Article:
A birdsong app mimics birdsong so well that it is confusing birds on nature preserves in the U.K. and distracting them from the essential task of feeding their young as they hurry from their nests to fight imagined rivals.
Nightjars are nocturnal birds with a distinct “churring” call that contains up to 1,900 notes a minute and rises and falls “with a ventriloquial quality.” They are on the Royal Society for the Protection of Birds’s Red List, meaning that they are globally threatened. In the U.K., the population of nightjars saw a huge decline during the 19th and 20th centuries largely due to human activity, through habitat destruction, but now there’s a new threat: “amateur bird watchers blundering into a nesting area wielding a smart phone on full blast,” as the Telegraph says.
The population of nightjars has seen a recent resurgence at a nature reserve on Brownsea Island. Under the Wildlife and Countryside Act 1981, intentionally disturbing nesting birds including nightjars is an offense. But visitors seeking to photograph birds have been doing just that using apps such as Chirp!, which was made by developer iSpiny.
Conservationists have “largely welcomed” new technologies including apps and social media as these have helped to create a “whole new audience” for birdwatching, says the Telegraph. But as Chris Thain, the nature reserve manager on Brownsea Island, says, the “use of these apps is not suitable for nature reserves and can be potentially harmful to sensitive species” and especially one that is territorial like the nightjar. Dorset Wildlife Trust has launched an online campaign to tell visitors not to use the apps on its 42 reserves. Thain underscores that visitors using the apps would most likely be “devastated” to realize the harm they are unintentionally causing.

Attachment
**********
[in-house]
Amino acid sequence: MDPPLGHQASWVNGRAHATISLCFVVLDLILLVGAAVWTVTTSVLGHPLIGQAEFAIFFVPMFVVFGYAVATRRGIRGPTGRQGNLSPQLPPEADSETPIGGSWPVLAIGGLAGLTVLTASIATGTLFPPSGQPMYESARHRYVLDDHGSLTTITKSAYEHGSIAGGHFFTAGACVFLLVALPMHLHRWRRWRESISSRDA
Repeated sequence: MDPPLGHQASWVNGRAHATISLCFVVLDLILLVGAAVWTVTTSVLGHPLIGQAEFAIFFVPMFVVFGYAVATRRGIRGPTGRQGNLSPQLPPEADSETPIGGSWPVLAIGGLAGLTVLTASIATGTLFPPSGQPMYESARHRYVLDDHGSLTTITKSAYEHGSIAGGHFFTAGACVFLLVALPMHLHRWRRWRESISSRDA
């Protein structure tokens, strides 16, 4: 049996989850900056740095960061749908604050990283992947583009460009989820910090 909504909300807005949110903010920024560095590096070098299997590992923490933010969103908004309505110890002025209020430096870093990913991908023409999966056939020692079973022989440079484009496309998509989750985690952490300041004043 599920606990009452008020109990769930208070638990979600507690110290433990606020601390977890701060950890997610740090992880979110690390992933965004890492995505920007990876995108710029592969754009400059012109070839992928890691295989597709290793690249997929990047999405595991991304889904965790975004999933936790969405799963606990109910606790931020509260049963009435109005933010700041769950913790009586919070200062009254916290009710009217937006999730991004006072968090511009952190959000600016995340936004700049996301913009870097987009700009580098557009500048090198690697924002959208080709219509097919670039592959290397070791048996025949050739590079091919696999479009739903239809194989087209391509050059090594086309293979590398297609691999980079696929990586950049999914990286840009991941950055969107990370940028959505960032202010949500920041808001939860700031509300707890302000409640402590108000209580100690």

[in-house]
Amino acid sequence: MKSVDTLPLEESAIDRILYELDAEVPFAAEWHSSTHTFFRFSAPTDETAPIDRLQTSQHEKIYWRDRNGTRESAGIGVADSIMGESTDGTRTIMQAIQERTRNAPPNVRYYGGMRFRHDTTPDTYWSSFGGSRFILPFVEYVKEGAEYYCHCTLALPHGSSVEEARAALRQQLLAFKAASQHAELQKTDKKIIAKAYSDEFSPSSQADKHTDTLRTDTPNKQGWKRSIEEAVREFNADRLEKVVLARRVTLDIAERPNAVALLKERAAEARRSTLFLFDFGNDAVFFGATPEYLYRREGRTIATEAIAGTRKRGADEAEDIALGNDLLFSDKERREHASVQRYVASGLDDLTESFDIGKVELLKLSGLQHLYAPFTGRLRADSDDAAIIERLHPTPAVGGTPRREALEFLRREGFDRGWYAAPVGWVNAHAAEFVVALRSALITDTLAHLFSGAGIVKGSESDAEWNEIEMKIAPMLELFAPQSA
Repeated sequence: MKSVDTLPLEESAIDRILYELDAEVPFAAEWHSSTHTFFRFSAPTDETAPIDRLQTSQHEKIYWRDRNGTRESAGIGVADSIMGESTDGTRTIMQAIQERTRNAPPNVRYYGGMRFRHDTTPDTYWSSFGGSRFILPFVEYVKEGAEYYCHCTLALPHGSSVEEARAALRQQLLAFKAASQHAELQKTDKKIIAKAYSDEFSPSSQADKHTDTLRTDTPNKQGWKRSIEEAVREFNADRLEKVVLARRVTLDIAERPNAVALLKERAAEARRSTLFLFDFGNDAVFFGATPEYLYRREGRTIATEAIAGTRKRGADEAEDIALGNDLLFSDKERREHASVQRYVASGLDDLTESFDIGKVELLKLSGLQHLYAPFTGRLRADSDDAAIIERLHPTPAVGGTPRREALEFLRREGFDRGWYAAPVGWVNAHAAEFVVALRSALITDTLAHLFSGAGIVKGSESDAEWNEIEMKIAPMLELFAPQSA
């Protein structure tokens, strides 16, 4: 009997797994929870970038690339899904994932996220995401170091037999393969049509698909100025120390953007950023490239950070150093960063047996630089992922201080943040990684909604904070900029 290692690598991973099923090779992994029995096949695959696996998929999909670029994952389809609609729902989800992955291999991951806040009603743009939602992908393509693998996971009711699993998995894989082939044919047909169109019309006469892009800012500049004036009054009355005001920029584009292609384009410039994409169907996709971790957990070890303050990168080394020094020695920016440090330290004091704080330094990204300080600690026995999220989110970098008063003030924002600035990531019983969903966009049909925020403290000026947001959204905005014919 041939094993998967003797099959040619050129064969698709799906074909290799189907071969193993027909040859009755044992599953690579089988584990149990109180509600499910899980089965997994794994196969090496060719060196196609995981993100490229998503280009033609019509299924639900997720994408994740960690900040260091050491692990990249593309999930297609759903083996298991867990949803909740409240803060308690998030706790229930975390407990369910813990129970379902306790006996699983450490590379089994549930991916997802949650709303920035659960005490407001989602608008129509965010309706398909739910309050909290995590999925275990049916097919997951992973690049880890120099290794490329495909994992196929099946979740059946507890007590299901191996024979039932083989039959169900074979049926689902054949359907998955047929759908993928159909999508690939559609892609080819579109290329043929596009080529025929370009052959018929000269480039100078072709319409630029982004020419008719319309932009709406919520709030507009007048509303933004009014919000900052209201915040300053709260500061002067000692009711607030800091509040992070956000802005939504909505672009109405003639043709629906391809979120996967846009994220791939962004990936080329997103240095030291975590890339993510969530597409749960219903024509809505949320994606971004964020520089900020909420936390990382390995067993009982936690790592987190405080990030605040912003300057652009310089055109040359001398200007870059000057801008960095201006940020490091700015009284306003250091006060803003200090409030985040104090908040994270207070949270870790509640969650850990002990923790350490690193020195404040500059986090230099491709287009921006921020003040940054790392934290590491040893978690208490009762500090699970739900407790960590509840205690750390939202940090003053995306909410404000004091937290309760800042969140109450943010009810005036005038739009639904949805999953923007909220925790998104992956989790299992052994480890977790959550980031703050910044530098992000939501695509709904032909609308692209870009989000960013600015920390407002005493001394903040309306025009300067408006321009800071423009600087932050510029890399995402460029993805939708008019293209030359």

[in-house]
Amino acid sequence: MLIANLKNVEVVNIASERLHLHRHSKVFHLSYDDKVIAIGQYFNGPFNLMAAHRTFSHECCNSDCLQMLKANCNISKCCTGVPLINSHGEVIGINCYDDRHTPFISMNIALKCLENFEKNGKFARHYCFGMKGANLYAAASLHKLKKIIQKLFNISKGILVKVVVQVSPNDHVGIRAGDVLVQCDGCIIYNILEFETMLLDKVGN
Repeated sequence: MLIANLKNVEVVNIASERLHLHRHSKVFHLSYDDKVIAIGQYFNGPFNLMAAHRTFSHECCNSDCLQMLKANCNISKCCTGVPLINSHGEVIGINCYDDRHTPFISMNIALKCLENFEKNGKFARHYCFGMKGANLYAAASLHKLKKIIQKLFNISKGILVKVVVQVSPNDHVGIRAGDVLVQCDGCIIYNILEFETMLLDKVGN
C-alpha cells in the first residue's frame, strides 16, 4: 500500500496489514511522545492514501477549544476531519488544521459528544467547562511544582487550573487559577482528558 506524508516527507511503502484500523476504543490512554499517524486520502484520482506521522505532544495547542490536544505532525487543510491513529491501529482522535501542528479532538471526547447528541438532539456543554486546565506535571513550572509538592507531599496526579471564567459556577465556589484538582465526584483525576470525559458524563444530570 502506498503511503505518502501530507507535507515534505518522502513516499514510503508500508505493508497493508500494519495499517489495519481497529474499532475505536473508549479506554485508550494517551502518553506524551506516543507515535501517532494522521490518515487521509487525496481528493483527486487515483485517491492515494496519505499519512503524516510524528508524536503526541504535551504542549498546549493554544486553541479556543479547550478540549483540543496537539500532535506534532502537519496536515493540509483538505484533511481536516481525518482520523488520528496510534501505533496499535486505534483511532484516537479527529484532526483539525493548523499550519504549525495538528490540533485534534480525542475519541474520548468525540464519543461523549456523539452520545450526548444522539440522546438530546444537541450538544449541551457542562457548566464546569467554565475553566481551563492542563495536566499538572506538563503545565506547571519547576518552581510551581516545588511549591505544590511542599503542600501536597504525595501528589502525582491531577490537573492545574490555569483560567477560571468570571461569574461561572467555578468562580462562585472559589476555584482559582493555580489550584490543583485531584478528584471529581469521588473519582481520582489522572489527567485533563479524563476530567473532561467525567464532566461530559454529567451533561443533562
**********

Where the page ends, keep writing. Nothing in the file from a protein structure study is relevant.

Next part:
Hilary Wilson of iSpiny describes the app as a “learning tool” and notes that iSpiny “welcomes the discussion into the ethics of recorded songs.” As she says, “we urge great caution – birdsong is simply a pleasant sound to human ears, but to birds it is a powerful means of communication.” A recent post on Chirp!’s Facebook page emphasizes that the “golden rule” is to “never play sounds to attract a species that is in its breeding season or rare!”; Wilson also suggests keeping the volume of the app down low.
It is not simply that the Chirp! app is distracting birds but that people are too eager to get as “up close and personal” with wildlife as they can. As RSPB spokesman Graham Madge puts it,
People seem not to be content with simply viewing birds but want zoomed-in, high-resolution images as well. There are occasions when people just have to accept what is in front of them rather than always wanting to get closer. You can have wonderful encounters with wildlife without compromising it.
Thain urges people to see the concerns about the apps within a wider debate about the use of technology in bird watching. He points out that it has long been possible — via tape recorders, for instance — to play precise replicas of birds calls to attract them. Noting that “when I was growing up people just didn’t do that,” Thain says that he and other conservationists “want to bring that spirit back.”
A bird’s song tells you “what it is and where it is,” says the Cornell Lab of Ornithology; bird songs are often how biologists identify different types of birds and count them in the field. You can train your ear to recognize the songs and calls of different birds many of which can be heard via recordings in an online database such as this one, Bird Jam, or, indeed, via apps like Chirp!
Afterwards, why not leave the phone in your pocket when you’re outside listening for the (real) nightjar’s call?
Photo from Thinkstock
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